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rare infection Four stillbirths among women now linked to Covid, health officials confirm

The women were found to have Covid placentitis, an infection of the placenta, which pathologists who carried out examinations in each case say was the significant factor in the stillbirth.

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Dr Cliona Murphy, chair of the Institute of Obstetricians and Gynaecologists, at yesterday’s Covid briefing in Dublin. Photo: Gareth Chaney/Collins

Dr Cliona Murphy, chair of the Institute of Obstetricians and Gynaecologists, at yesterday’s Covid briefing in Dublin. Photo: Gareth Chaney/Collins

Dr Cliona Murphy, chair of the Institute of Obstetricians and Gynaecologists, at yesterday’s Covid briefing in Dublin. Photo: Gareth Chaney/Collins

FOUR stillbirths among women who caught Covid-19 earlier this year have now been linked to the virus.

The women were found to have Covid placentitis, an infection of the placenta, which pathologists who carried out examinations in each case say was the significant factor in the stillbirth.

The cases were revealed late last week, but at that point doctors were cautious about attributing the stillbirths to the virus.

"It is the view of our pathologists that Covid-19 was the significant factor that resulted in the stillbirths of the babies," said Dr Cliona Murphy, chair of the Institute of Obstetricians and Gynaecologists.

It remains quite rare, and a small number of similar cases have been documented abroad.

Perinatal pathologists are liaising with international colleagues, but it was important to "keep an open mind", Dr Murphy added.

Cork University Hospital last year diagnosed Covid placentitis in a pregnant woman who underwent an emergency caesarean section, delivering a healthy baby.

Not all cases would have been documented in medical journals, Dr Murphy said.

Earlier, she said doctors are concerned about the misinformation circulating about the risk of receiving a Covid-19 vaccine, claiming the jab affects fertility.

"There is no evidence that taking any of the Covid-19 vaccines affects a woman's future ability to conceive, or to continue a pregnancy," Dr Murphy said.

"We recommend that all those of reproductive age take the Covid-19 vaccine as it becomes available."

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She said some men who catch the virus and have moderate to severe symptoms can suffer lower sperm count in the weeks afterwards, but there is no long-term data.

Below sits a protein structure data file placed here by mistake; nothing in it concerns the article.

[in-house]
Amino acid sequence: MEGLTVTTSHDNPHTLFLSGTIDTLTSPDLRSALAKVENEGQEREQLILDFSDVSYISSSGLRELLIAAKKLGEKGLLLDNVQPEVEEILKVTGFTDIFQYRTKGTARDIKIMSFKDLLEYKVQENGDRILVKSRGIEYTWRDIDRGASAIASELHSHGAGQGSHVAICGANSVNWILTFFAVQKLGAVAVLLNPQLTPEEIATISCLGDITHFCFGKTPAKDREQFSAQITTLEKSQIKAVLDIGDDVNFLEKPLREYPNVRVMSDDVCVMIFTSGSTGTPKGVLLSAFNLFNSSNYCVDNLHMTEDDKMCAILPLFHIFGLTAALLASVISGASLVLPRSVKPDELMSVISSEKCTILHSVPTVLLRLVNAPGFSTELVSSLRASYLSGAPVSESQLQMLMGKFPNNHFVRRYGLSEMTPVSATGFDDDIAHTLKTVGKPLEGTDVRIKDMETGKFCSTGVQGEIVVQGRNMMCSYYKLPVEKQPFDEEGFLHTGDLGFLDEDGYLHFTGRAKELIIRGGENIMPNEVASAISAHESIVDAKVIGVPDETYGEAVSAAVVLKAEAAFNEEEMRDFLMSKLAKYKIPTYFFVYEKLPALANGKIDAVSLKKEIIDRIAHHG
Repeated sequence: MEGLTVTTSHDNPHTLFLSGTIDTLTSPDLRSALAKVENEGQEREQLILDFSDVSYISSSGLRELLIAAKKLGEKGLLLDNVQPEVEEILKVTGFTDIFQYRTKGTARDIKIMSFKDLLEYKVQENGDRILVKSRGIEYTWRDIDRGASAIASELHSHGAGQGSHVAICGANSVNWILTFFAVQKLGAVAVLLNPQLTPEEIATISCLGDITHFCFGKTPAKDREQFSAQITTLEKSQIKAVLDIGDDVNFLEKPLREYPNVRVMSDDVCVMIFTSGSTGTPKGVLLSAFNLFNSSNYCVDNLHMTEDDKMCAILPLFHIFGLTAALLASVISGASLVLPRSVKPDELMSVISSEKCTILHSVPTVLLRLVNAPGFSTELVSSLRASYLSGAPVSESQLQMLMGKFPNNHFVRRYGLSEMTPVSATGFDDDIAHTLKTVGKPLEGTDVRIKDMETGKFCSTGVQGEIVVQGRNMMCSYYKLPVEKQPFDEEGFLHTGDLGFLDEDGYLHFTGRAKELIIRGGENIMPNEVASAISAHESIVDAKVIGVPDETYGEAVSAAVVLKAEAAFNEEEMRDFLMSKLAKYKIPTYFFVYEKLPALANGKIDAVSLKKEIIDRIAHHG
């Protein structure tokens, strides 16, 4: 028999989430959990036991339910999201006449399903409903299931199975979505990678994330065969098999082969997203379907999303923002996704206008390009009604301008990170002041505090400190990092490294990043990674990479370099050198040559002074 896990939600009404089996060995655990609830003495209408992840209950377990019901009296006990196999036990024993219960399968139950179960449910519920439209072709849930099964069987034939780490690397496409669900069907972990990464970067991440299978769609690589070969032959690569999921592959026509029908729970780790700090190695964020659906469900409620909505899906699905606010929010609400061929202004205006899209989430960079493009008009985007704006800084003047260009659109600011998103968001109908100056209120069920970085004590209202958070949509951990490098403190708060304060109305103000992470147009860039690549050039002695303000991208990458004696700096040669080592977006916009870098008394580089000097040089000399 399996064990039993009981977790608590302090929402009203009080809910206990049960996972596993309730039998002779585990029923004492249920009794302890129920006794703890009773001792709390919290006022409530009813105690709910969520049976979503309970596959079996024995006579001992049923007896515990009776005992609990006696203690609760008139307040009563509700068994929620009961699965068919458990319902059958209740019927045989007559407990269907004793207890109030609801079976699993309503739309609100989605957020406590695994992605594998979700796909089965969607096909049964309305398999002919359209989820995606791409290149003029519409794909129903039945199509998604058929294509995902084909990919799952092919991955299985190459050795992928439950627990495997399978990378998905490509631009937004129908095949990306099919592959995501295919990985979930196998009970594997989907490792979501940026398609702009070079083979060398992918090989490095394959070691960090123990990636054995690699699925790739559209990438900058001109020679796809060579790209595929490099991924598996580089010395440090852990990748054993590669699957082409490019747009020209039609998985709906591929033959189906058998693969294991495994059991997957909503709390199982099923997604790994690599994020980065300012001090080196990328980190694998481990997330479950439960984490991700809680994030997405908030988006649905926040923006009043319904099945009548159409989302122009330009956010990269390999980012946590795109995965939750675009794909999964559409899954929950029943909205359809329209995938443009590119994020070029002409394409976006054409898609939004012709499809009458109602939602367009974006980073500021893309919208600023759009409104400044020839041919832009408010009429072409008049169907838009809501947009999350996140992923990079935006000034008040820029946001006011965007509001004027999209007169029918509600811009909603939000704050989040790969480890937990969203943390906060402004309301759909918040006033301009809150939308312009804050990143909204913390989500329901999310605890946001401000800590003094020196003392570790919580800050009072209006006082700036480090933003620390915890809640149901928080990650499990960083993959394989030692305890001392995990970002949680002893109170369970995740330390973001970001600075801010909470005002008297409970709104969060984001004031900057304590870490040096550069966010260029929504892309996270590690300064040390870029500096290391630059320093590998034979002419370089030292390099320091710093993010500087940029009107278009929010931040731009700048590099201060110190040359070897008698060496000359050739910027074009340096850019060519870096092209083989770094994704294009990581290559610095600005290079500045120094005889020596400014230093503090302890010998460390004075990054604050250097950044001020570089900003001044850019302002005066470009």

In the case of someone discovering they are pregnant shortly after receiving the vaccine, the second dose can be deferred until after 14 weeks.

"For someone with a history of recurrent miscarriages, there is no reason to avoid the vaccine," Dr Murphy said.

"In the case of planning for IVF, women could make the choice to wait until they have received both doses before proceeding with scheduled treatment as it would be beneficial to be fully vaccinated.

"It is safe to commence IVF a few days after the second dose."

There are increasing hopes that if the spread of the virus continues to fall at the current pace, some easing of restrictions will be on the cards next month.

The National Public Health Emergency Team (Nphet) will consider a report on resuming a phased return of visits to nursing homes later this week, with a view to having a new system in place over the next seven to 10 days.

As more people get the jab, there will be an expectation of a vaccine bonus.

That hope was raised as no new deaths from coronavirus were reported yesterday, while 437 more people were reported as having been diagnosed with the virus.

Prof Philip Nolan said there is sustained and possibly "accelerated progress" in suppressing transmission, with case counts falling by around 100 a week.

The cases remain high, but contrast with the previous week at around 620.

There were 418 patients hospitalised with Covid-19 yesterday, with 103 in intensive care.

Prof Nolan said there are around 14 Covid-related deaths a day, which is still high but lower than in recent weeks.

A report from the Health Protection Surveillance Centre yesterday showed the third wave started in November, before lockdown was lifted for Christmas with the reopening of shops and the easing of restrictions to allow family gatherings.

Prof Nolan said pre-Christmas data "tells us that when we get to March, April and May we need to be immensely careful that the level we have succeeded in suppressing the virus to does not bite us in the space of a few weeks".

Deputy Chief Medical Officer Dr Ronan Glynn said the progress could turn around in a matter of weeks, adding: "We have made more progress in the last fortnight than any other country in Europe."

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